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The Braille Monitor,  December 2001 EditionThis is a line.

Social Security, SSI, and Medicare Facts for 2002

by James McCarthy

James McCarthy
James McCarthy

From the Editor: Jim McCarthy is Assistant Director of Governmental Affairs for the National Federation of the Blind. Here is his annual Social Security summary:

With another new year come annual adjustments in Social Security programs. The changes include new tax rates, higher exempt earnings amounts, Social Security and SSI cost‑of‑living increases, and changes in deductible and co‑insurance requirements under Medicare. Here are the new facts for 2002:

FICA and Self-Employment Tax Rates: The FICA tax rate for employees and their employers remains at 7.65 percent. This rate includes payments to the Old Age, Survivors, and Disability Insurance (OASDI) Trust Fund of 6.2 percent and an additional 1.45 percent payment to the Hospital Insurance (HI) Trust Fund from which payments under Medicare are made. Self‑employed persons continue to pay a Social Security tax of 15.3 percent, which includes 12.4 percent paid to the OASDI trust fund and 2.9 percent paid to the HI trust fund.

Ceiling on Earnings Subject to Tax: During 2001 the ceiling on taxable earnings for contributions to the OASDI trust fund was $80,400. This ceiling is raised to $84,900 for 2002. All earnings are taxed for the HI trust fund.

Quarters of Coverage: Eligibility for retirement, survivors, and disability insurance benefits is based in large part on the number of quarters of coverage earned by any individual during periods of work. Anyone may earn up to four quarters of coverage during a single year. During 2001 a Social Security quarter of coverage was credited for earnings of $830 in any calendar quarter. Anyone who earned $3,120 for the year (regardless of when the earnings occurred during the year) was given four quarters of coverage. In 2002 a Social Security quarter of coverage will be credited for earnings of $870 during a calendar quarter. Four quarters can be earned with annual earnings of $3,480.

Trial Work Period limit: Beginning in 2001, the SSA established a rule that changes the amount of earnings required to use a trial work month. This change is announced with the cost of living adjustments each year. In 2001 the amount was $530, and in 2002 it rises to $560. In cases of self-employment, a trial work month can also be used if a person works more than eighty hours, and this limit remains the same each year.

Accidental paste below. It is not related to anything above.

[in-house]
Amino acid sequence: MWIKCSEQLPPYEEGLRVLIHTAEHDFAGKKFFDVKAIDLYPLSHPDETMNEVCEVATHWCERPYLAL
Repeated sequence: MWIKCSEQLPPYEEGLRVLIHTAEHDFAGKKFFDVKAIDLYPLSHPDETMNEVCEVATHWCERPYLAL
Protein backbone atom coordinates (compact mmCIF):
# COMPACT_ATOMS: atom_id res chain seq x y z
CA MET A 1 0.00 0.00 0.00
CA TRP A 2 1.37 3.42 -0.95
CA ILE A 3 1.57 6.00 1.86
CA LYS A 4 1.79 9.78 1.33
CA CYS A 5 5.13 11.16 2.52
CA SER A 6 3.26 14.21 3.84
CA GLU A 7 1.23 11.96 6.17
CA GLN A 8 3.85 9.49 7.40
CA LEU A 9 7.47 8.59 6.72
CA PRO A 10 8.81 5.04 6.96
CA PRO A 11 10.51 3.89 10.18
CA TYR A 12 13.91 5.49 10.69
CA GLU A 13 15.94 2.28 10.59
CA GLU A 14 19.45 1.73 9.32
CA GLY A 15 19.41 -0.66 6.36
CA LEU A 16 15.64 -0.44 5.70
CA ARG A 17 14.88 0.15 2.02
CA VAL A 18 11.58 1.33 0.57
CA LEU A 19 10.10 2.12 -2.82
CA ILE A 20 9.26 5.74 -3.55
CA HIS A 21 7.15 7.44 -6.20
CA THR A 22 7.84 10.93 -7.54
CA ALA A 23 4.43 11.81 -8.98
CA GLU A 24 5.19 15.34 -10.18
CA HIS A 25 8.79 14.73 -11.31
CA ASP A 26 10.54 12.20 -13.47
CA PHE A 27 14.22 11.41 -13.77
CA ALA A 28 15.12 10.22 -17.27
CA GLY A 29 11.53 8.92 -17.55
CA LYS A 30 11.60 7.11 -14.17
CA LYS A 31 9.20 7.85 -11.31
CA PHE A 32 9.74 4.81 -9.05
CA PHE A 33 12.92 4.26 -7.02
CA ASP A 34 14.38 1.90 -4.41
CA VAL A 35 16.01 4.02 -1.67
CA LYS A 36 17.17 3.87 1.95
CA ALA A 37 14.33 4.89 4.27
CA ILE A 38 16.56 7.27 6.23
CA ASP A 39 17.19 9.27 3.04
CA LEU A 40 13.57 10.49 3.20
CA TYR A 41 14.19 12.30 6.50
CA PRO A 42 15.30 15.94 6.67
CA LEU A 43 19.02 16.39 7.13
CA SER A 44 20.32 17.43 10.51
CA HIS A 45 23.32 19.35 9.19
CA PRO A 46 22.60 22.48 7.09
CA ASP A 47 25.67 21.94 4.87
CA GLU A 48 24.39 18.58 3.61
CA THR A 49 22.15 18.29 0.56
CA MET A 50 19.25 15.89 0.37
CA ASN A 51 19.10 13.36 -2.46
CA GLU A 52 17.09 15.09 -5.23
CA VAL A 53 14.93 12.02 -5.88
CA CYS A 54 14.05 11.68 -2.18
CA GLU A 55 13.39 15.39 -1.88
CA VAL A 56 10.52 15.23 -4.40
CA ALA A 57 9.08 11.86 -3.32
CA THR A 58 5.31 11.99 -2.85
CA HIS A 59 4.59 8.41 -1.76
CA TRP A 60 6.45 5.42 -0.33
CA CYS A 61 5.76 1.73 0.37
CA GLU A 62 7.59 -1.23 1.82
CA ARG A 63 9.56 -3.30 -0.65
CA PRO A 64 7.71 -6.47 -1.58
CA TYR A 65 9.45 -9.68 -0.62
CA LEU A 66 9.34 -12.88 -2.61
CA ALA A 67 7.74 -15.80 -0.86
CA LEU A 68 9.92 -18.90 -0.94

Exempt Earnings: The monthly earnings exemption for blind people who receive disability insurance benefits was $1,240 of gross earned income during 2001. In 2002 earnings of $1,300 or more per month, before taxes, for a blind SSDI beneficiary will show substantial gainful activity after subtracting any unearned (or subsidy) income and applying any deductions for impairment‑related work expenses.

Social Security Benefit Amounts: All Social Security benefits are increased by 2.6 percent beginning with the checks received in January, 2002. The exact dollar increase for any individual will depend upon the amount being paid.

Standard SSI Benefit Increase: Beginning January, 2002, the federal payment amounts for SSI individuals and couples are as follows: individuals, $545 per month; couples, $817 per month. These amounts are increased from individuals, $530 per month; couples, $796 per month.

Student Earned Income Exclusion: Like the Trial Work Period amount discussed above, the Student Earned Income Exclusion changes each year. Last year the monthly amount was $1,290, and the maximum yearly amount was $5,200. In 2002 these amounts rise to $1,320 per month and $5,340 per year.

Medicare Deductibles and Co‑insurance: Medicare Part A coverage provides hospital insurance to most Social Security beneficiaries. The co‑insurance payment is the charge that the hospital makes to a Medicare beneficiary for any hospital stay. Medicare then pays the hospital charges above the beneficiary's co‑insurance amount.

The Part A co‑insurance amount charged for hospital services within a benefit period of not longer than sixty days was $792 during 2001 and is increased to $812 during 2002. From the sixty-first day through the ninetieth day there is a daily co-insurance amount of $203 per day, up from $198 in 2001. Each Medicare beneficiary has sixty lifetime reserve days which may be used after a ninety-day benefit period has ended. Once used, after any benefit period these reserve days are no longer available. The co‑insurance amount to be paid during each reserve day used in 2002 is $406, up from $396 in 2001.